Internationally acclaimed Ciompi Quartet, known for its musical sophistication and warm unified sound, will perform its final "Lunchtime Classics" concert of the academic year on Feb. 12.Read More
The concert, which begins at 12 p.m. in the Gothic Reading Room of Perkins Library, is free and open to the Duke community and general public.
"It's absolutely amazing to be able to just walk down the hall on your lunch break and hear a world class ensemble without tickets," said Sara Seten Berghausen, librarian for literature and theatre at Duke's Perkins Library.
The Ciompi Quartet, whose members are faculty in Duke's music department, have played together for 20 years and tour nationally and internationally. The quartet offers the "Lunchtime Classics" concerts on campus several times during the academic year to introduce string quartet music to the community. In addition, Ciompi Quartet offers paid performances, including an upcoming concert on Jan. 27 for $20.
The free "Lunchtime Classics" concerts are each an hour-long and begin with a quartet member offering a brief introduction and historical context for the piece to be played.
Jonathan Bagg, who has played viola with the quartet for 20 years, said the informal introductions are part of the draw of "Lunchtime Classics" performances. During the Feb. 12 concert, which is the final free concert of the academic year, the quartet will perform the third of Ludwig von Beethoven's Op. 59 string quartets.
"Audiences generally want to have some nugget to think about, to help them approach the music," Bagg said. "We have an understanding that one of us will start the ball rolling and then another of us might add a comment or a different point of view. It's much less formal than a usual concert."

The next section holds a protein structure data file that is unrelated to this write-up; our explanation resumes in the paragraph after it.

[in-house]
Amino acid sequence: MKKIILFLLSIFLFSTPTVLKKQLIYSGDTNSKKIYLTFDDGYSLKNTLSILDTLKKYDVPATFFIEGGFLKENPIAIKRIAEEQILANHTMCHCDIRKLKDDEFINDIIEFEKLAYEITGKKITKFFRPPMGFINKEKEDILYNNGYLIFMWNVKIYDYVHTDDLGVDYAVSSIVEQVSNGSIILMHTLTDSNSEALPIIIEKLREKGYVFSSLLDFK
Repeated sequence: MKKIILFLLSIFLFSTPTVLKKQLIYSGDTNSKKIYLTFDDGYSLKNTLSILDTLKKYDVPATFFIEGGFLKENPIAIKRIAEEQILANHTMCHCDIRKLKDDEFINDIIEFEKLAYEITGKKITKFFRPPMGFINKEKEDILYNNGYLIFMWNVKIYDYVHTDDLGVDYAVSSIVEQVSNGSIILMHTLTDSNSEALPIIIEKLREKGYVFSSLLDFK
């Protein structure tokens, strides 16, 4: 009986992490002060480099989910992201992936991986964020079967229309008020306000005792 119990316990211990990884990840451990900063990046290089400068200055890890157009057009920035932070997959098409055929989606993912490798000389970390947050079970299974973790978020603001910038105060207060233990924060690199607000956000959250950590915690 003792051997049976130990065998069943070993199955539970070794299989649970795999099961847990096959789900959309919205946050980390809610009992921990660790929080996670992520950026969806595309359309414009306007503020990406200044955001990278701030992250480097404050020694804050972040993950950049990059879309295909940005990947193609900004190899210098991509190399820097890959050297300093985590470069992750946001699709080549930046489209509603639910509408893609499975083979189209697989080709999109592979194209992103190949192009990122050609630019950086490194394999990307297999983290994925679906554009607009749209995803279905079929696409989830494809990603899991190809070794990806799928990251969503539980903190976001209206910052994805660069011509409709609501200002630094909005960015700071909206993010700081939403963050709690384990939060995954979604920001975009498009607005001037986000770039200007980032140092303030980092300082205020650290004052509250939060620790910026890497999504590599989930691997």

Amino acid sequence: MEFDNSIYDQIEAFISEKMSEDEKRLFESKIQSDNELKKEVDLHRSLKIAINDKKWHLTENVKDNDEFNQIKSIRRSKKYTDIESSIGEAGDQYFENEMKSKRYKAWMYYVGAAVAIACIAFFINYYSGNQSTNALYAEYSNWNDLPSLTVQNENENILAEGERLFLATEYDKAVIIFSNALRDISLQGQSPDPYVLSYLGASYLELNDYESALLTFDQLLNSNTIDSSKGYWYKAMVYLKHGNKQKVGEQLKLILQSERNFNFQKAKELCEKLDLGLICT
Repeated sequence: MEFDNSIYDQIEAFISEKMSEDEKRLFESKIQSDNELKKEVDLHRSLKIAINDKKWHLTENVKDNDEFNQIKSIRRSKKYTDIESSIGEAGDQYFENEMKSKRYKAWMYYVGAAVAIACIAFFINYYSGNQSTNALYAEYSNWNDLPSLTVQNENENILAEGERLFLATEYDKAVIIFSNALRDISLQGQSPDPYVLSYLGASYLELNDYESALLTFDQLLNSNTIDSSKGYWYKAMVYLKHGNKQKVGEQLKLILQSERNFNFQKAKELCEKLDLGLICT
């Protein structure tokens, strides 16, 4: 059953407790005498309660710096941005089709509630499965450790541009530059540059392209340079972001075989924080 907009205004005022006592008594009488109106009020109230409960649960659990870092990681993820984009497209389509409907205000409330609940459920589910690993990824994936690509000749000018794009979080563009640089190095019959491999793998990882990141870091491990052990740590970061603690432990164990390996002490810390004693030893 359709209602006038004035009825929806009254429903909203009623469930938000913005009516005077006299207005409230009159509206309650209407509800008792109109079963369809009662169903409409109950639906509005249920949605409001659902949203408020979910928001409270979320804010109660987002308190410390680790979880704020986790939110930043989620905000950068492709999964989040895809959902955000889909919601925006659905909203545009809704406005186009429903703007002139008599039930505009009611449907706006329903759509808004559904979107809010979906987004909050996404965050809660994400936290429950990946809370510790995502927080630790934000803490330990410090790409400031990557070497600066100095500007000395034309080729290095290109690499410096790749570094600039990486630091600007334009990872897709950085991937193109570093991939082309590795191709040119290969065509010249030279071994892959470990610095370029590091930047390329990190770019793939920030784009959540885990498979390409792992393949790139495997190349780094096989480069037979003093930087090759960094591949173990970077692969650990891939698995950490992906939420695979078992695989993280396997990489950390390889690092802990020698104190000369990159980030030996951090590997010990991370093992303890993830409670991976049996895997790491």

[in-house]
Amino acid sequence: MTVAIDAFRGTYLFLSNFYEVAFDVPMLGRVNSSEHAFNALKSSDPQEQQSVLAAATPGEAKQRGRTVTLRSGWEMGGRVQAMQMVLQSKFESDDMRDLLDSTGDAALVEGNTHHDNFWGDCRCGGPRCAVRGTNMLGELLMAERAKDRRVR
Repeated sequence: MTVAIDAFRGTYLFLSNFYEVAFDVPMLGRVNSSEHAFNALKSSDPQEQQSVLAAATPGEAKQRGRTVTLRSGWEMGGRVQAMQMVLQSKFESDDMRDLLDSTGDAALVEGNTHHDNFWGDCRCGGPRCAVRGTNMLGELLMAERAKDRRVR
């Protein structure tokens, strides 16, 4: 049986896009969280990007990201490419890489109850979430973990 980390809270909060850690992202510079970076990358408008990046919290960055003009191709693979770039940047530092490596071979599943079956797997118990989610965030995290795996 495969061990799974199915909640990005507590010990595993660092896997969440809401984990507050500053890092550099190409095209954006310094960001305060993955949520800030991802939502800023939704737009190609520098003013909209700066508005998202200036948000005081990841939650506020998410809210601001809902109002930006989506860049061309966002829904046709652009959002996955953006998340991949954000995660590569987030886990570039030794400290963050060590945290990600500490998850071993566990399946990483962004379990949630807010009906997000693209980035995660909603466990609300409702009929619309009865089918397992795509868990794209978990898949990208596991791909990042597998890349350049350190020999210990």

Berghausen, the librarian at Perkins, was among about 160 people who attended a"Lunchtime Classic" concert last December.
Before the music that day, Fred Raimi, who has played cello with the quartet since 1974, introduced the second of Beethoven's Op. 59 quartets. The piece, Raimi told the audience, was the second of three quartets Beethoven composed between April and October 1806 for the Russian ambassador to Vienna, Prince Razumovsky.
From her seat, Berghausen watched members of the Ciompi Quartet with bows hovering above their instruments lock eyes on Eric Pritchard, first violinist. After a moment of breathless suspense, bows moved across the strings in unison, filling the Gothic Reading Room in Perkins Library with the sharp e minor chord that begins the quartet.
For Berghausen, the free lunchtime concerts are a treasured benefit of working at Duke. She has attended nearly all lunchtime classic concerts in the past three years. Often, her husband, Sasha, rides his motorcycle from his job in downtown Durham to join her on campus.
"We both love music, but we have three children under the age of 12, so we don't go to a lot of concerts right now," Berghausen said. "These concerts are our opportunity to have a fantastic date together in the middle of the day without having to worry about babysitters."